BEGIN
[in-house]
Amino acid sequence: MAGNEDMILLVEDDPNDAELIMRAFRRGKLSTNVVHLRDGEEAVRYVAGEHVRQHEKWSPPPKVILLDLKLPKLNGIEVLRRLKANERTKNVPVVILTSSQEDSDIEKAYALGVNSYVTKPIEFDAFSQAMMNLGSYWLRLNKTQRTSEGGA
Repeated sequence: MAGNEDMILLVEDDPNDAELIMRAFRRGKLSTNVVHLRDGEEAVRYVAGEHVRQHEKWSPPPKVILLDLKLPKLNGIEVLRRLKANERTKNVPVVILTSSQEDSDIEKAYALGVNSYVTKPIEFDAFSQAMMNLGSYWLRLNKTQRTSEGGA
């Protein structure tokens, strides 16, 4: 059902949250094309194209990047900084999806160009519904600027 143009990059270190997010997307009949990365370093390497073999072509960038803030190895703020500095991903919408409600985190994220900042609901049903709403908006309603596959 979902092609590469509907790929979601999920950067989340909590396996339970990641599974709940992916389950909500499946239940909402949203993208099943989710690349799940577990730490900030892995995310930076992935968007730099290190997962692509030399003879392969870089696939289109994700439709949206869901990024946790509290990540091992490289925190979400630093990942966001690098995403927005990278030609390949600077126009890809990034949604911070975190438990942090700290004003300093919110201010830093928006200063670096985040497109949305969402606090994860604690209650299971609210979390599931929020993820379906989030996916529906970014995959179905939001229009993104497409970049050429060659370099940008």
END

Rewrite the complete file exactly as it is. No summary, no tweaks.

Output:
[in-house]
Amino acid sequence: MAGNEDMILLVEDDPNDAELIMRAFRRGKLSTNVVHLRDGEEAVRYVAGEHVRQHEKWSPPPKVILLDLKLPKLNGIEVLRRLKANERTKNVPVVILTSSQEDSDIEKAYALGVNSYVTKPIEFDAFSQAMMNLGSYWLRLNKTQRTSEGGA
Repeated sequence: MAGNEDMILLVEDDPNDAELIMRAFRRGKLSTNVVHLRDGEEAVRYVAGEHVRQHEKWSPPPKVILLDLKLPKLNGIEVLRRLKANERTKNVPVVILTSSQEDSDIEKAYALGVNSYVTKPIEFDAFSQAMMNLGSYWLRLNKTQRTSEGGA
């Protein structure tokens, strides 16, 4: 059902949250094309194209990047900084999806160009519904600027 143009990059270190997010997307009949990365370093390497073999072509960038803030190895703020500095991903919408409600985190994220900042609901049903709403908006309603596959 979902092609590469509907790929979601999920950067989340909590396996339970990641599974709940992916389950909500499946239940909402949203993208099943989710690349799940577990730490900030892995995310930076992935968007730099290190997962692509030399003879392969870089696939289109994700439709949206869901990024946790509290990540091992490289925190979400630093990942966001690098995403927005990278030609390949600077126009890809990034949604911070975190438990942090700290004003300093919110201010830093928006200063670096985040497109949305969402606090994860604690209650299971609210979390599931929020993820379906989030996916529906970014995959179905939001229009993104497409970049050429060659370099940008």